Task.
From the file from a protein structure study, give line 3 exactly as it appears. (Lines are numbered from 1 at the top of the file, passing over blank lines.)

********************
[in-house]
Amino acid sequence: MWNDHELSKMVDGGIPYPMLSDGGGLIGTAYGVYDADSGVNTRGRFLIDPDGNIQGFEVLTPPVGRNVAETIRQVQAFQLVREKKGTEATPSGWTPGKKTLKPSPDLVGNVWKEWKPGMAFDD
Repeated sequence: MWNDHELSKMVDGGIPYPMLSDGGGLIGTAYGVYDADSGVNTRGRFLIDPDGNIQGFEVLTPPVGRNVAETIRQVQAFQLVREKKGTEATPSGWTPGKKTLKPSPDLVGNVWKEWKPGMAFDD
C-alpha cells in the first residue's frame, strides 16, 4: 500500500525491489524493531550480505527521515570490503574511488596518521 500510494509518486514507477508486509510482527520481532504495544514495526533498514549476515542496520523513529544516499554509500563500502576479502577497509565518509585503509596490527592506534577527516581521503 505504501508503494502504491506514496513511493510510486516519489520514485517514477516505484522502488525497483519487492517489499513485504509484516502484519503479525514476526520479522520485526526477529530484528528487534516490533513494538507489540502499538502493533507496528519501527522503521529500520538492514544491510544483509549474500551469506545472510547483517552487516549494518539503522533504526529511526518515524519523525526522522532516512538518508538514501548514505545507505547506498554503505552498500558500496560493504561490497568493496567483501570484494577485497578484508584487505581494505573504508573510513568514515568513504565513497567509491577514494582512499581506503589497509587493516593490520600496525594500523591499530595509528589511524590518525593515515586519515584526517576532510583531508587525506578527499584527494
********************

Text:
Repeated sequence: MWNDHELSKMVDGGIPYPMLSDGGGLIGTAYGVYDADSGVNTRGRFLIDPDGNIQGFEVLTPPVGRNVAETIRQVQAFQLVREKKGTEATPSGWTPGKKTLKPSPDLVGNVWKEWKPGMAFDD